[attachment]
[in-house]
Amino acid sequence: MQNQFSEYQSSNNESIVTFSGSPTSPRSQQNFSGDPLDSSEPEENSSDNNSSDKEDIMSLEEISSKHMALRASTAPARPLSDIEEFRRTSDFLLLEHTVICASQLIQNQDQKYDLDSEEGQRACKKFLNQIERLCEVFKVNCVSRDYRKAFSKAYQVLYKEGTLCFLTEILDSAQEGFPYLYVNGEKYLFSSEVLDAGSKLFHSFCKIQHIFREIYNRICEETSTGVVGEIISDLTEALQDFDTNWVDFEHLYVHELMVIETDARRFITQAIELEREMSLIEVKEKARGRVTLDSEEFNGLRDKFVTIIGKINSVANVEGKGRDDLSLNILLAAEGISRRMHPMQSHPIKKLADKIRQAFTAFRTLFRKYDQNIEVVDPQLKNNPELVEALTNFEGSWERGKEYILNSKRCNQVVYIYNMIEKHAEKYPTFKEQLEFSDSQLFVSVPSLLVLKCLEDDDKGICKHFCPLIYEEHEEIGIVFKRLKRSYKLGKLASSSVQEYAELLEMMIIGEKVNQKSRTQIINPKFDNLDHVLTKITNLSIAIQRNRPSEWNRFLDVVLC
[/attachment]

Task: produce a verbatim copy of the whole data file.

[in-house]
Amino acid sequence: MQNQFSEYQSSNNESIVTFSGSPTSPRSQQNFSGDPLDSSEPEENSSDNNSSDKEDIMSLEEISSKHMALRASTAPARPLSDIEEFRRTSDFLLLEHTVICASQLIQNQDQKYDLDSEEGQRACKKFLNQIERLCEVFKVNCVSRDYRKAFSKAYQVLYKEGTLCFLTEILDSAQEGFPYLYVNGEKYLFSSEVLDAGSKLFHSFCKIQHIFREIYNRICEETSTGVVGEIISDLTEALQDFDTNWVDFEHLYVHELMVIETDARRFITQAIELEREMSLIEVKEKARGRVTLDSEEFNGLRDKFVTIIGKINSVANVEGKGRDDLSLNILLAAEGISRRMHPMQSHPIKKLADKIRQAFTAFRTLFRKYDQNIEVVDPQLKNNPELVEALTNFEGSWERGKEYILNSKRCNQVVYIYNMIEKHAEKYPTFKEQLEFSDSQLFVSVPSLLVLKCLEDDDKGICKHFCPLIYEEHEEIGIVFKRLKRSYKLGKLASSSVQEYAELLEMMIIGEKVNQKSRTQIINPKFDNLDHVLTKITNLSIAIQRNRPSEWNRFLDVVLC